EPPP Antidepressant Rx

Card Set Information

EPPP Antidepressant Rx
2012-07-31 14:04:14
EPPP Depression psychopharmacology

EPPP Cards on Psychopharmacology of Depression
Show Answers:

  1. What are the (traditional) classes of anti-depressant drugs?
    Tricyclics, SSRIs (selective serotonin reuptake inhibitors) and MAOIs (monoamine oxidase inhibitors).
  2. What are the newer classes of anti-depressant drugs?
    Norepinephrine dopamine reuptake inhibitors, selective serotonin norepinephrine reuptake inhibitor, serotonin-2 antagonists / reuptake inhibitors.
  3. Name the Tricyclics.
    Amitriptyline, doxepin, imipramine, clomipramine.
  4. TCAs are most effective for depressions involving what kinds of symptoms?
    The vegetative, somatic symptoms, including: early morning waking and other sleep disturbances, decreased appetite and weight loss, psychomotor retardation, and anhedonia. 
  5. How long does it take for Tricyclics to have their effect? What is the treatment implication of this timing?
    Two to four weeks. Other treatments (they mention ECT) are sometimes preferred for patients with severe depression and high suicide risk.  
  6. Other than depression, what are Tricyclics also used to treat?
    Panic Disorder, Agoraphobia, OCD (especially clomipramine) and enuresis in children and adolescents (especially imipramine).
  7. What are the TCA's mode of action? 
    They block the reuptake of norepinephrine, serotonin, and / or dopamine at the nerve synapses.
  8. What hypothesis does the TCA's mode of action support?
    The catecholamine hypothesis, which proposes that depression is a result of catecholamine deficiency.
  9. What is the most serious adverse effect of TCAs?
    Cardiotoxicity; produces tachycardia, palpitations, hypertension, severe hypotension, and arrhythmia.
  10. What precautions should be taken to avoid serious side effets with TCAs?
    Use with caution with persons suffering from heart disease (or high-risk populations such as the elderly); use lower dose with high risk populations. Prescribe in small quantities with suicidal patients because overdose can be letal.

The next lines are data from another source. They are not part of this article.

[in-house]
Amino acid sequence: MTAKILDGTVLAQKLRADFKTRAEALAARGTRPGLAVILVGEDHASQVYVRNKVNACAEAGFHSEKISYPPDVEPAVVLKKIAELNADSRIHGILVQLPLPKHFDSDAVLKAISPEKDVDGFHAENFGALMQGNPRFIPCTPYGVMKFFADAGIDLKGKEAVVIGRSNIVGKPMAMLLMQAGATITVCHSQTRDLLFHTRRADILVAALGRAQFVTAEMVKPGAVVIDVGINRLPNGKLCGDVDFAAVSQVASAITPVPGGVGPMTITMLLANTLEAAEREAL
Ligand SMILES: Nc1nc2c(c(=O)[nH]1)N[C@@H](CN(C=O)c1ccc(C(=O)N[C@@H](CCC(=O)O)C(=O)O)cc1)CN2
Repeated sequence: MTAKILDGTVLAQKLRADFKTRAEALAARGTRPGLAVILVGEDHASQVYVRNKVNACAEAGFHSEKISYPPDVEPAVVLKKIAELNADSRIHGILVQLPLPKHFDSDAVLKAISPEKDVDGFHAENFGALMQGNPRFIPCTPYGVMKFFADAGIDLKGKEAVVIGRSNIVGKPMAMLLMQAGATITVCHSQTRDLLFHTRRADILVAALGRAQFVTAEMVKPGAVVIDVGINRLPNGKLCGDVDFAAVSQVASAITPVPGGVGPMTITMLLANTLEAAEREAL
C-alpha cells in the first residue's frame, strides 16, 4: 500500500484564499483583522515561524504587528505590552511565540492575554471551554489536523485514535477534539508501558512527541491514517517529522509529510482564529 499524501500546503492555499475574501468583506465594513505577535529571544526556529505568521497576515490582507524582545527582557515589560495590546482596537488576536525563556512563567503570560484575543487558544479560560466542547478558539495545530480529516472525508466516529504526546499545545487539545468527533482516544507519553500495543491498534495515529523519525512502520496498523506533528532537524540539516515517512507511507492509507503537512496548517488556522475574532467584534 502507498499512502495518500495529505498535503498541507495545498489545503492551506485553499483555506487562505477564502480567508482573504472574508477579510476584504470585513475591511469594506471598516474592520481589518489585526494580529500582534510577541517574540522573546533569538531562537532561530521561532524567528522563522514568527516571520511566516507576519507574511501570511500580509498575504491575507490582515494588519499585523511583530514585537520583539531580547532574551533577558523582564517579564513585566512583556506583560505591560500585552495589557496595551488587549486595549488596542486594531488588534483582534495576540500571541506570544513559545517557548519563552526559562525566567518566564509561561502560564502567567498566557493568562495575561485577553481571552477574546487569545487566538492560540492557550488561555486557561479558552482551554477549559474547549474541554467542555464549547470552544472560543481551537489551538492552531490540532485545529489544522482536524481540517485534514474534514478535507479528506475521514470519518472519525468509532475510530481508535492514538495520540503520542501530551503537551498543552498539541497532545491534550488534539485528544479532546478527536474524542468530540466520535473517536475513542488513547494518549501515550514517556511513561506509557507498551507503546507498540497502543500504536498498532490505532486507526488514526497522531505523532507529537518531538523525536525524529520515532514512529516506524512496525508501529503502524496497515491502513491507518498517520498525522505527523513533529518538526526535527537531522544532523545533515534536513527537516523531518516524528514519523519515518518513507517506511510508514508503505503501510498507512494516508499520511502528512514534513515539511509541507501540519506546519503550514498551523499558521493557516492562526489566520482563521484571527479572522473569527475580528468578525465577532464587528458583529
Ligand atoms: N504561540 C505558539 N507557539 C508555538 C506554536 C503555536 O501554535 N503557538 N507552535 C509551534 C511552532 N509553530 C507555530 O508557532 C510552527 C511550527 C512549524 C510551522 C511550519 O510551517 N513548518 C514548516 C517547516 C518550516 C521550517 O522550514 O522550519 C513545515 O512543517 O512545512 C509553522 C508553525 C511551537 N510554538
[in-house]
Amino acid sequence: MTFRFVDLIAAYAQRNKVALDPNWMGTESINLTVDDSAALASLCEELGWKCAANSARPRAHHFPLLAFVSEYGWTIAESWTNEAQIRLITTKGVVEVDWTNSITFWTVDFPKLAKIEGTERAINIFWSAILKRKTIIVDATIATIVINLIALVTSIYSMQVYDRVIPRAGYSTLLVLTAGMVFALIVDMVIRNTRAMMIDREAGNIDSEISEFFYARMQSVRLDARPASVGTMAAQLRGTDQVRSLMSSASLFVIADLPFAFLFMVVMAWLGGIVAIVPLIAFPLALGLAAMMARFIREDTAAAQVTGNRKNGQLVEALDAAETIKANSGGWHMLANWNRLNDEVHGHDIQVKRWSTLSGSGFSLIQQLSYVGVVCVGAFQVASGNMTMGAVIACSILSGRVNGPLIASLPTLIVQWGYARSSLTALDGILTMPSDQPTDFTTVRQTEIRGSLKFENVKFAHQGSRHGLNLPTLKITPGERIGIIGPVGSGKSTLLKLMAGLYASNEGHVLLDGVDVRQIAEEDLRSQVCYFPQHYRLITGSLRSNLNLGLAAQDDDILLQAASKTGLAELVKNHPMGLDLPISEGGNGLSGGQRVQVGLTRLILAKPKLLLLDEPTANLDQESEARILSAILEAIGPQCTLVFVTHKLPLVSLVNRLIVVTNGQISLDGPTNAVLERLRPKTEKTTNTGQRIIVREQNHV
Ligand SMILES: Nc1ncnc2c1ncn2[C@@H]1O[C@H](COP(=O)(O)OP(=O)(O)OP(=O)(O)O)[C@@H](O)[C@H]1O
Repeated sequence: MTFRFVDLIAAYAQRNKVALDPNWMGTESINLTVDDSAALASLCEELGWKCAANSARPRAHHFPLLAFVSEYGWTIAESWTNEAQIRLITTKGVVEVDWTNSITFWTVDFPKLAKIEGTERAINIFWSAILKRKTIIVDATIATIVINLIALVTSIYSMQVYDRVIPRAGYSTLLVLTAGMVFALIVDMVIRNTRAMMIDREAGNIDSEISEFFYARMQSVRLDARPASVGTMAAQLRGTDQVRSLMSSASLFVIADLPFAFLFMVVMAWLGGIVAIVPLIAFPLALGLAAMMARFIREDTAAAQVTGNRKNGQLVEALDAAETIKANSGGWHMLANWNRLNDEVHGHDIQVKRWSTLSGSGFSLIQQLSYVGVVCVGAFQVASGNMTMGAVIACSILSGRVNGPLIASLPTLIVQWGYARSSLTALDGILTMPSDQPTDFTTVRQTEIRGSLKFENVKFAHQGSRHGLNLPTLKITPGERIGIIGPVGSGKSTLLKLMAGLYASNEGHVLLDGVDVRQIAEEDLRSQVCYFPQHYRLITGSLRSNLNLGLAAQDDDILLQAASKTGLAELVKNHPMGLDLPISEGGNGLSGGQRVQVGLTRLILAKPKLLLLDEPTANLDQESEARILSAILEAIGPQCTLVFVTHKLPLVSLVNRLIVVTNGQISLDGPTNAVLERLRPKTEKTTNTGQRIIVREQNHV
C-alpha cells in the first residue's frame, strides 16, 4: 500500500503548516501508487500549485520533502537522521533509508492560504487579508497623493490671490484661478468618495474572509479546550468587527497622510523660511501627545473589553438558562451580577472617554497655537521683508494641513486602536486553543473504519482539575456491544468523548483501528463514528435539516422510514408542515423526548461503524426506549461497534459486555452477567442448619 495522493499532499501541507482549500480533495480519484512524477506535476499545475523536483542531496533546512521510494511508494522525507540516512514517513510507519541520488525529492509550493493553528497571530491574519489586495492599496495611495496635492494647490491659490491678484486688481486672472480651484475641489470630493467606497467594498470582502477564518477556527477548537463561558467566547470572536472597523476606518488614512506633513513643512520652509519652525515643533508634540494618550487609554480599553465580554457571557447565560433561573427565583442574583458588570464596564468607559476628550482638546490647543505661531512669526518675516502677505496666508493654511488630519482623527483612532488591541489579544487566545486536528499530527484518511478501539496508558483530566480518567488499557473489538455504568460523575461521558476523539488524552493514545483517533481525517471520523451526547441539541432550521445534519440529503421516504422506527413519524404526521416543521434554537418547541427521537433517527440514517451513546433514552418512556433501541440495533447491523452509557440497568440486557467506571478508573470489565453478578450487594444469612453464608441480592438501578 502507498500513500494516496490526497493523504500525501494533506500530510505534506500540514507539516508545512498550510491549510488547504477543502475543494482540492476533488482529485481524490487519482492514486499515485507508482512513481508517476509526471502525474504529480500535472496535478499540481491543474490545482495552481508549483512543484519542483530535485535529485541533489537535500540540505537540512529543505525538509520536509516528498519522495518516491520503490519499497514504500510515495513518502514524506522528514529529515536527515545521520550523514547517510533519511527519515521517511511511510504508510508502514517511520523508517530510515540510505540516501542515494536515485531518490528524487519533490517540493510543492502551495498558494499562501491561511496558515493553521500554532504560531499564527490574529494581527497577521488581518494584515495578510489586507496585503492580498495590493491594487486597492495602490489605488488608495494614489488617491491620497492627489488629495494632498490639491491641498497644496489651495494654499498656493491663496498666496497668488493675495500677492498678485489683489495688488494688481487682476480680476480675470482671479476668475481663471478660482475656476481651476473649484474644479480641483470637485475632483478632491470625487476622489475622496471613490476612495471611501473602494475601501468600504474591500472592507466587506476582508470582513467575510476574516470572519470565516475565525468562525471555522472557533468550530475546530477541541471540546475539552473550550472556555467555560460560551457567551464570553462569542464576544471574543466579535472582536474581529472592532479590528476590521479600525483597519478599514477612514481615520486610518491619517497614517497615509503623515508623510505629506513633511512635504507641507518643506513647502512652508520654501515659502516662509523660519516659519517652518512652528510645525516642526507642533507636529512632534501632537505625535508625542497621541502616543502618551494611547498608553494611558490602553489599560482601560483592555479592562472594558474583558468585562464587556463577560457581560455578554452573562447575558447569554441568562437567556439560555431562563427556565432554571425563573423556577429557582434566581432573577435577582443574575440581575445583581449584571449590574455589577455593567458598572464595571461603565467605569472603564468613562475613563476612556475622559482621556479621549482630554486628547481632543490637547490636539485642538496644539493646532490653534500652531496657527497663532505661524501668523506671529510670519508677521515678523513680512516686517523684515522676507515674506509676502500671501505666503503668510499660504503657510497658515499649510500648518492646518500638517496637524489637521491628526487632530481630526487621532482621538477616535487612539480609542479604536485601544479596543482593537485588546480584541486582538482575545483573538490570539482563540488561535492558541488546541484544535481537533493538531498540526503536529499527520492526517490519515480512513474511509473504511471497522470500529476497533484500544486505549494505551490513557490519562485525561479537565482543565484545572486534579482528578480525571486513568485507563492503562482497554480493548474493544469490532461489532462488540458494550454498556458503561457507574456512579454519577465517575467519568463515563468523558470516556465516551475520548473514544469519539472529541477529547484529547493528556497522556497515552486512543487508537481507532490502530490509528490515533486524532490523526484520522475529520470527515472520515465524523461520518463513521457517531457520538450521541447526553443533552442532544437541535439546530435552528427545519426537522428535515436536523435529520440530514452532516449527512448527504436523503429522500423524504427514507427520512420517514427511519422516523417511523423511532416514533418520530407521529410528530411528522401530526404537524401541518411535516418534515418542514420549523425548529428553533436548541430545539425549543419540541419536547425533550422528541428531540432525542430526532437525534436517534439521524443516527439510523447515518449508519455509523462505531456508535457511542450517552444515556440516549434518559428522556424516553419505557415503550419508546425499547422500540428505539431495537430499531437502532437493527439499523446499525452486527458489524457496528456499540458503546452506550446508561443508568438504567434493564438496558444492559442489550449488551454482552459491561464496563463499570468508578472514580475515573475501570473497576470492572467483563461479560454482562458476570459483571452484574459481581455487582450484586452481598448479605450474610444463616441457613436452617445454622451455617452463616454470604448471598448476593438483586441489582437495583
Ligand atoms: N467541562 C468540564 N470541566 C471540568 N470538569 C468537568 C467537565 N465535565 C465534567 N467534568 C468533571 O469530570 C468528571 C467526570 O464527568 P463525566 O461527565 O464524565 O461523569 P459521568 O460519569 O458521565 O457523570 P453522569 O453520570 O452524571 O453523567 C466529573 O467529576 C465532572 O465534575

11. What are symptoms of TCA overdose?
    Ataxia, impaired concentration, agitation, severe hypotension, fever, cardiac arrhythmia, delirium, seizures, and coma.
  12. What are the possible adverse effects associated with TCA drugs?
    Cardiovascular syptoms; anticholinergic effects (e.g., dry mouth, blurred vision, urinary retention, constipation, sexual dysfunction); confusion; drowsiness; fatigue; weight gain; fine tremor; paresthesia; blood dyscrasia
  13. Name the SSRIs.
    Fluoxetine, fluvoxamine, paroxetine, and sertraline.
  14. SSRIs are most effective for treating what kind of depressions?
    Melancholic depressions.
  15. Other than Depression, what are SSRIs also used to treat?
    OCD, Bulimia, Panic Disorder, and PTSD.
  16. What are the SSRI's mode of action?
    They block the reuptake of serotonin.
  17. What are the adverse effects associated with SSRIs?
    Gastorintestinal disturbances (e.g., nausea, appetite loss, constipation, or diarrhea); anorexia; frequent urination; sexual dysfunction; insomnia; anxiety; tremor; headache; dizziness.
  18. What are the advantages of SSRIs over TCAs?
    Less cardiotoxic, safer in overdose, less likely to produce cognitive impairment, have a more rapid onset.
  19. What is Serotonin Syndrome? How is it caused?
    Syndrome brought on by use of SSRI in tadem with AOI or other serotonergic agent. Can cause neurological effects (headache, nystagmus, tremor, dizziness, unsteady gait), changes in mental state (irritability, confusion, delirium), and cardiac arrhythmiaand ca progress to coma and death.